Horizon eBook - 6

Innovations in Cell-Based Screening * Phenotypic Screens Rise in Popularity

Researchers at Columbia University Medical
Center are using phenotypic, high-throughput
screening platforms targeting cellular pathways
to Alzheimer's, including beta secretase (BACE
1) inhibitors, Tau protein modulators, and
apolipoprotein E (ApoE) enhancers in primary
and stem cell-derived neurons and glial cells.

| GENengnews.com

surrogate cell studies, robust cell-line development,
imaging and analytics technology, and high-throughput target prioritization.
"The idea is to adjust the discovery paradigm,"
continues Dr. Vogt. "Combine the benefits of
high-throughput approaches with those of more
relevant biological approaches."
Imaging and analytics figure prominently in some
new tools for carrying out phenotypic screening.
Animated Dynamics (Anidyn), for example, has
developed a biodynamic imaging platform that uses
holography and laser radar to measure changes in
human tissue in real time. The technology, which
offers a clear view of how tumor and other cells
respond to different drugs and drug dosages, has
undergone preclinical testing and will soon be tested
in human clinical trials. The company, which licenses
the technology from Purdue, expects to receive
regulatory approval and to launch commercial
sales by 2017.
David Nolte, Ph.D., physics professor at Purdue
and president of Anidyn, says the platform will provide a biologically relevant context to lead selection.

"The biology happening in petri dishes during lead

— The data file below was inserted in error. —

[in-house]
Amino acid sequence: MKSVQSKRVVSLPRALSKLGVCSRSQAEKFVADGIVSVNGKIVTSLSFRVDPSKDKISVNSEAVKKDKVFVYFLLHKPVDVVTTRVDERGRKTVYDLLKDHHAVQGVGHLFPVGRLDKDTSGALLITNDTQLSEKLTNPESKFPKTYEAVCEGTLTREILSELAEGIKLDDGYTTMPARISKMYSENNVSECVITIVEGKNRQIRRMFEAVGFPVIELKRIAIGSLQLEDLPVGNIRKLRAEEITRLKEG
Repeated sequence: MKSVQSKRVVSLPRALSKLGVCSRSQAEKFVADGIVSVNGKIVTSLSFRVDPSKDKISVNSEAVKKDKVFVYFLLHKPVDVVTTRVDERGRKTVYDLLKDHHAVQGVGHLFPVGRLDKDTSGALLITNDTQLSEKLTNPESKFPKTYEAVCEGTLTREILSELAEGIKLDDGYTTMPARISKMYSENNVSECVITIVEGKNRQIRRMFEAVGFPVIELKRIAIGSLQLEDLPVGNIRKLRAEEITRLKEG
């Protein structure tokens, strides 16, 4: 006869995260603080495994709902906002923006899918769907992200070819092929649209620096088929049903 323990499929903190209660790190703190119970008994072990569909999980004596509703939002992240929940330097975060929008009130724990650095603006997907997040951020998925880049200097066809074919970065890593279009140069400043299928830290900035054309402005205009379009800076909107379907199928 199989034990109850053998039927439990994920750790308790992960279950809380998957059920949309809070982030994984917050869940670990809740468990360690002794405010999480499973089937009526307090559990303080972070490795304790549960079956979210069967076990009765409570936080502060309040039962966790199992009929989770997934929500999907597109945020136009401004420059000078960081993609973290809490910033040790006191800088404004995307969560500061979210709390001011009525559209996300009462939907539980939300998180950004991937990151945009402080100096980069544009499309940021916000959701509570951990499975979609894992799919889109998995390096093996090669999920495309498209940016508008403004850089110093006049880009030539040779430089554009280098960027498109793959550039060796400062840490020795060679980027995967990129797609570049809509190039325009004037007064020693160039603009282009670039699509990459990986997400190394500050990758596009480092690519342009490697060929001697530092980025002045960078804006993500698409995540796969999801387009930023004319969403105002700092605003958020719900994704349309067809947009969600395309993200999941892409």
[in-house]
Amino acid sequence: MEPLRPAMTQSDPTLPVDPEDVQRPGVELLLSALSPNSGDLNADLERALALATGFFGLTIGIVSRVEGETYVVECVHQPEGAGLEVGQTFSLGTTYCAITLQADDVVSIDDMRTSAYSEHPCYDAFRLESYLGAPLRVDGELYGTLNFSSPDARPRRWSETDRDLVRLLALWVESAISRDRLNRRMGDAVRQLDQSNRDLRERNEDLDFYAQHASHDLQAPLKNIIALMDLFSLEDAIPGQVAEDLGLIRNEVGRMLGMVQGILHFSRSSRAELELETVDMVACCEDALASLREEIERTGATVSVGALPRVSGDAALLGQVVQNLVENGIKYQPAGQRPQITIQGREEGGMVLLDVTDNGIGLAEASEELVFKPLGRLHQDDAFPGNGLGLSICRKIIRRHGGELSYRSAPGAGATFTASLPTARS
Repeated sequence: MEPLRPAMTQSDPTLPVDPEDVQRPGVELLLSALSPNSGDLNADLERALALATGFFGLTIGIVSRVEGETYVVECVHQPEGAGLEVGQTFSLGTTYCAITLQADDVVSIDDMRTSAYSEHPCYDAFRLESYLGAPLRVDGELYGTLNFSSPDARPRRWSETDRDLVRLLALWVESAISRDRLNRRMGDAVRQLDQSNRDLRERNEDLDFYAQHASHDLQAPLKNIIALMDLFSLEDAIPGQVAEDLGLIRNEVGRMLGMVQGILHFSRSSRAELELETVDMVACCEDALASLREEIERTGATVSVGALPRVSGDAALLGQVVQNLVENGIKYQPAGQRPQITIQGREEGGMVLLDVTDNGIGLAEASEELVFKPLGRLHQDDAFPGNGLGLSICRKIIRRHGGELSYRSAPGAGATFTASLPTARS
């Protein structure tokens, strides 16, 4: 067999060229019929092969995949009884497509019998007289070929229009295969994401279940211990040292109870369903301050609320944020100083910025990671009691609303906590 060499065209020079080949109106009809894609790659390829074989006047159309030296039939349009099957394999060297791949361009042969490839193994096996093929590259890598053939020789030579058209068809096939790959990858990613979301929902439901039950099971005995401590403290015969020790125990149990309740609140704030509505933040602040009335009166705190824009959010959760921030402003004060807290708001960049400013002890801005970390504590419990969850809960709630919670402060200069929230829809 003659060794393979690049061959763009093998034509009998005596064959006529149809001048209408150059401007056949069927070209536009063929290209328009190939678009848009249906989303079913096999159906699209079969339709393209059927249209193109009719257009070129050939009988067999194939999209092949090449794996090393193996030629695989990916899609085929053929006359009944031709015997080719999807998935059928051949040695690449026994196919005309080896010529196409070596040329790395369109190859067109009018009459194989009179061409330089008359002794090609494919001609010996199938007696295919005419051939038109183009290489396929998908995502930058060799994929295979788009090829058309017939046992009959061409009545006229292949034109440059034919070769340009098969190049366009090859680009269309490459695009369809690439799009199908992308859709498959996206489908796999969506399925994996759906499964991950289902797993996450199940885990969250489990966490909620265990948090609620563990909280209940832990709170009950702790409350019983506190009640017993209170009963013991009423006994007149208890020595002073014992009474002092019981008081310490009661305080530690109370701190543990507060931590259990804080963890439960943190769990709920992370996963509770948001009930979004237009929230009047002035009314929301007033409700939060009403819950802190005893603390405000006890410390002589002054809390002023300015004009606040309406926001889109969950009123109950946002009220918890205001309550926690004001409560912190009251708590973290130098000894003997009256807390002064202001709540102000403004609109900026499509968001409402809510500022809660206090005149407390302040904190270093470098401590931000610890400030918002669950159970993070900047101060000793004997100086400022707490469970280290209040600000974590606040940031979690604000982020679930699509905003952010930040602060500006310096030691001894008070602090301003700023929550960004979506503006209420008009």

testing is not the biology that goes on within tissue,
notes Dr. Nolte. "There are differences in how cells
respond to drugs in a three-dimensional environment, which means the results that occur in Petri
dishes may not be the same as the results that
occur in the body."
"We use spectroscopy to measure the timedependent changes in the hologram," adds John
Turek, the company's executive vice president and
CFO. "It breaks down the changes into different
frequencies, and we can tell how a cell's membranes,
mitochondria, nucleus, and even cell division respond
to drugs. We measure the frequency of the light fluctuations as a function of time after a drug is applied."
The platform makes digital holograms of
tissues, allowing for visualization, not just at the
surface, but throughout the tissue. The technology
can also visualize the effects of drugs over time.
It will be marketed for use in personalized cancer
treatment to help physicians develop the most
effective treatments and as a companion diagnostic
to optimize patient selection for clinical trials.


Horizon eBook

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